AUGUSTA, Maine — Attorney General Janet Mills’ staff said Wednesday that they have been waiting since November for Gov. Paul LePage to sign financial orders that will clear the way for the hiring of two child protection prosecutors, a homicide attorney, matching funds for a federal grant and equipment for the state police crime lab.
The funding impasse is the latest in a series of conflicts between LePage, a Republican, and Mills, a Democrat. Last year, LePage withheld legislatively approved raises for state attorneys, many of whom work directly for Mills, while approving pay hikes to other administrative staff.
The open positions were established years ago by the Legislature and are vacant because of attrition, said Tim Feeley, spokesman for the attorney general’s office. The homicide vacancy was created when longtime prosecutor William Stokes was nominated to serve as Maine Superior Court judge by LePage in May 2014.
“These are not new funds,” said Feeley. “These financial orders would simply allow the attorney general to hire attorneys.”
Feeley said Mills’ staff has inquired more than once about the status of the financial orders and “we’re just told that the governor has declined to sign them.”
LePage’s office did not immediately respond to questions from the Bangor Daily News.
The financial orders in question are as follows:
— A Nov. 10, 2014, order for a half-time attorney in the Child Protection Division at an annual salary of $23,462.
— A Nov. 24, 2014, order for a full-time Child Protection Division attorney at an annual salary of $49,733.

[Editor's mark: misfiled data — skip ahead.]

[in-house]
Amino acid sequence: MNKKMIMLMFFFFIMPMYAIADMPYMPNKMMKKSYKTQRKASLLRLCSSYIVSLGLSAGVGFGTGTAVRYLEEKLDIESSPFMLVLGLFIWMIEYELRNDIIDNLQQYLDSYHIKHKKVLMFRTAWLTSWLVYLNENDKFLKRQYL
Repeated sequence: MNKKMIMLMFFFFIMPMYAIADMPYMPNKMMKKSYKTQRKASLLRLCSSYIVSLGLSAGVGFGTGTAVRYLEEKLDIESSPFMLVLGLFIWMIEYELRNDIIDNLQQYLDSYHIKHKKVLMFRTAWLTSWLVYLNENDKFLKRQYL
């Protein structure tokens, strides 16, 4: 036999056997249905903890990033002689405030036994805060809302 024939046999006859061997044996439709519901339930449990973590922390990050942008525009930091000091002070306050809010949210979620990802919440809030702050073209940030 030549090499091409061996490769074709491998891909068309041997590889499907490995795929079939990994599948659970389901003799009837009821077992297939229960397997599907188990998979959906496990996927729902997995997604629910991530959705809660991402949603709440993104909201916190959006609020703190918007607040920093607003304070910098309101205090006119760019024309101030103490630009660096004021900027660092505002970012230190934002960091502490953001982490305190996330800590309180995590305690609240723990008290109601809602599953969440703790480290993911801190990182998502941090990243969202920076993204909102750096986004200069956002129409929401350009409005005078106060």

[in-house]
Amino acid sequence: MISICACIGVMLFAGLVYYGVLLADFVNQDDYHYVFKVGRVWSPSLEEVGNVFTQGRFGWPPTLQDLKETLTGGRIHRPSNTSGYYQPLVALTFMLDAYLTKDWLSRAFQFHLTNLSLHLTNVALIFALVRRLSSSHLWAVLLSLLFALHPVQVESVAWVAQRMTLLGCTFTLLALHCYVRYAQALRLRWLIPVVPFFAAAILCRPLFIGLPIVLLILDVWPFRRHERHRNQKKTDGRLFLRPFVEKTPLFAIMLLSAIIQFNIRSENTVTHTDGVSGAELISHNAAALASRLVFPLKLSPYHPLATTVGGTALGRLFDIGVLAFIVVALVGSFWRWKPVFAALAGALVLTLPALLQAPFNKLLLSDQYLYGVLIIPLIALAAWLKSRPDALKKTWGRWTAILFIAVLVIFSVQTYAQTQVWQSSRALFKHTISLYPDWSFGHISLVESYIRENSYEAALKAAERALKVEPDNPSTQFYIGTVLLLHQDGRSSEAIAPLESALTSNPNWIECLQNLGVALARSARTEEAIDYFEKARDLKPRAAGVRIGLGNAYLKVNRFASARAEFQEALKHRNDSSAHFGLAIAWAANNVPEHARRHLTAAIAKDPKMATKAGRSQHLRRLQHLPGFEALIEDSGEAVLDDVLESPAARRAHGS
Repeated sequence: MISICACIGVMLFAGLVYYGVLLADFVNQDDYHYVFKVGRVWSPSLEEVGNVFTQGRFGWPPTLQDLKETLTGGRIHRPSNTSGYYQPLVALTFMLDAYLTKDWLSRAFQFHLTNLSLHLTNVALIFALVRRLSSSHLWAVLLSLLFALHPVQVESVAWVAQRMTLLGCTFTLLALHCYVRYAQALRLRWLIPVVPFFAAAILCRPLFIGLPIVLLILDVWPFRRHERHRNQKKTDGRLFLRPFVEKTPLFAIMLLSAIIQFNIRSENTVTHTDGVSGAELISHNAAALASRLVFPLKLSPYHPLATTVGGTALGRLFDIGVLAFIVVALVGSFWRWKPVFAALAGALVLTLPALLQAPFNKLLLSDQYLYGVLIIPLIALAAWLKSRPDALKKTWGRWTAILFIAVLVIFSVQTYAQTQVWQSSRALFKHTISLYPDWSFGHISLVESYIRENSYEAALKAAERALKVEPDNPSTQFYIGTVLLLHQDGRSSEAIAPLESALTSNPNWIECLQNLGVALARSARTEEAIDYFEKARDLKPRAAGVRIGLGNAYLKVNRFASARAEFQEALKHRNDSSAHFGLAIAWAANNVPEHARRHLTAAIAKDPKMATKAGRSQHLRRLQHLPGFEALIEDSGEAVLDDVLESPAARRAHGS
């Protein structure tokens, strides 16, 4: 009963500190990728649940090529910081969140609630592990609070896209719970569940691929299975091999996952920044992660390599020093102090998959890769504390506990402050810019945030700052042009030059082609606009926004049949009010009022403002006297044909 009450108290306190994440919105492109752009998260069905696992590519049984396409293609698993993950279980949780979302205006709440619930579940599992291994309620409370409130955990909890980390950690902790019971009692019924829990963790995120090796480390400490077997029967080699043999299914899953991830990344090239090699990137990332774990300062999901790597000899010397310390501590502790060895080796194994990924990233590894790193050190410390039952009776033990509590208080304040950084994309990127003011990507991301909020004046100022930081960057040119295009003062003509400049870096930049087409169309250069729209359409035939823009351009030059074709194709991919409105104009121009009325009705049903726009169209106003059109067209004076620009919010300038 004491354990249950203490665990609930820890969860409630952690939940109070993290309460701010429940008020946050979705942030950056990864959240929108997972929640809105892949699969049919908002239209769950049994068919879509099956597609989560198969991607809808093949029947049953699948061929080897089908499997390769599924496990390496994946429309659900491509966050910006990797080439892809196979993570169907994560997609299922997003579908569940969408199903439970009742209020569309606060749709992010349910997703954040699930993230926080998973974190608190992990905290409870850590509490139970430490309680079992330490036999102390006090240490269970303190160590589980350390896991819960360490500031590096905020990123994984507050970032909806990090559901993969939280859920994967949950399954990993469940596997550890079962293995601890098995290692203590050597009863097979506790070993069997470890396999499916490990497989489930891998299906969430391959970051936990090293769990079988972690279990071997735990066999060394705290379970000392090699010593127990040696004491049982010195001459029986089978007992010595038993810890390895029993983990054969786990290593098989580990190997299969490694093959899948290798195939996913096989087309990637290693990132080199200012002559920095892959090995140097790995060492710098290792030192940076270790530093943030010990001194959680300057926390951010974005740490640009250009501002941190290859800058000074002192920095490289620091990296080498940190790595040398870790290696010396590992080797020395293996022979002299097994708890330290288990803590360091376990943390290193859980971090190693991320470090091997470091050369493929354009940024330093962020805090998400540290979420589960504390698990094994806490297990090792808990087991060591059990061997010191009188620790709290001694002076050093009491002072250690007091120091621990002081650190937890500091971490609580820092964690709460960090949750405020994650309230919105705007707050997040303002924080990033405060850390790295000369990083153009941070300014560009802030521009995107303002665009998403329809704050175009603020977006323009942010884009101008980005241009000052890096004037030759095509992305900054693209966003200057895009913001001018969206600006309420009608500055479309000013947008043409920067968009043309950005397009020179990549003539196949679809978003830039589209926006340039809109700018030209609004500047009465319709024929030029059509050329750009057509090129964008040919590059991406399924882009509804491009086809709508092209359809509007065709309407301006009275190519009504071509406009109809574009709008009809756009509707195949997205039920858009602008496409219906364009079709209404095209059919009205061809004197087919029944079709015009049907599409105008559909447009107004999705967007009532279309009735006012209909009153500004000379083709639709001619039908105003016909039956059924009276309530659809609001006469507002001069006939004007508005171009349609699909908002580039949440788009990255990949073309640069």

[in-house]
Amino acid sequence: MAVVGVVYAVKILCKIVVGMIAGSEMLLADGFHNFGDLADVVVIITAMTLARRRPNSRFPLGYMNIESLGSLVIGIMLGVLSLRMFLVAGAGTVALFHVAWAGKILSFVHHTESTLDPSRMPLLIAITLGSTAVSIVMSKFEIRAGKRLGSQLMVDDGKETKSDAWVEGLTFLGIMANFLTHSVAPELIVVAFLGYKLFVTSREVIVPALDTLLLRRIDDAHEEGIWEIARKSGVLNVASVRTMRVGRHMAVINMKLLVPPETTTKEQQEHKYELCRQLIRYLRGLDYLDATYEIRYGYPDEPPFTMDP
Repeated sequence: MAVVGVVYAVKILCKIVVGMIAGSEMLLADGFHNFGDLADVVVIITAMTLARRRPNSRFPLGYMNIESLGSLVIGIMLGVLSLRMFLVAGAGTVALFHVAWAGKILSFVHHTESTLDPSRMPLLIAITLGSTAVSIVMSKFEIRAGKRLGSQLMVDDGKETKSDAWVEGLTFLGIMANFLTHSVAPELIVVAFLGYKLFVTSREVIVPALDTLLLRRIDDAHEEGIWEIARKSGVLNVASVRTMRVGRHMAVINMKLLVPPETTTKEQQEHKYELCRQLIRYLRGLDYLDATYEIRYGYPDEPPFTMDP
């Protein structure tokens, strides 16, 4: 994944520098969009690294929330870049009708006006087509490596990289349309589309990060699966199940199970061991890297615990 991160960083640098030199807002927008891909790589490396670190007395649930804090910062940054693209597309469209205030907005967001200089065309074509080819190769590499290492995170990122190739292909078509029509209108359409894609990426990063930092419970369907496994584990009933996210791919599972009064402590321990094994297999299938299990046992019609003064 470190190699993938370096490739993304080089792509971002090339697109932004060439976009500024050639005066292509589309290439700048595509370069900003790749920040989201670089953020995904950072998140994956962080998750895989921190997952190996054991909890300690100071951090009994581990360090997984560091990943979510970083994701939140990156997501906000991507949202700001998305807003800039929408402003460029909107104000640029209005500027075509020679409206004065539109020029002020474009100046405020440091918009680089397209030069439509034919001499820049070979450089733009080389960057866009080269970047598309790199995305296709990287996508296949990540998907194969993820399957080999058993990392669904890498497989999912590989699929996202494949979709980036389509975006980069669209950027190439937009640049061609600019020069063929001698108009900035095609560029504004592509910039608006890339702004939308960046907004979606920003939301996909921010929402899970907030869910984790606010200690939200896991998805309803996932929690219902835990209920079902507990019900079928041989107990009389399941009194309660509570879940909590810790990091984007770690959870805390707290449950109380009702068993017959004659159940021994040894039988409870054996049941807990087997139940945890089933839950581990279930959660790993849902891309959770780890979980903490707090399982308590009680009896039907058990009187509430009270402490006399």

— A Dec. 29, 2014, order for a full-time homicide prosecutor at an annual salary of $73,237.
— A Nov. 21, 2014, order for $240,800, which is the state’s match to a $722,000 federal grant for the Medicaid Fraud Control Unit.
— A Dec. 1, 2014, order for $31,219 for the purchase of a digital processor for an X-ray machine in the medical examiner’s office, which is no longer repairable.
“Failure to approve this request will require the office to continue to transport decedents [dead people] to MaineGeneral for X-rays which delays the autopsy process and increases costs,” reads the financial order.
Mark Belserene of the medical examiner’s office said in a Nov. 20, 2014, letter to Mills that the lab’s digital process had stopped working three weeks before and that it was so old that its manufacturer could not provide replacement parts.
“This situation leaves this office in an emergency situation,” said Belserene. “We currently have no X-ray capability and equipment that cannot be repaired. The need for the equipment is still very vital to fulfilling our role to the people of Maine.”
In addition to questions to the governor’s office, a BDN query to the Department of Administrative and Financial Services on Wednesday afternoon was not immediately answered.
Mills was not available for comment on Wednesday.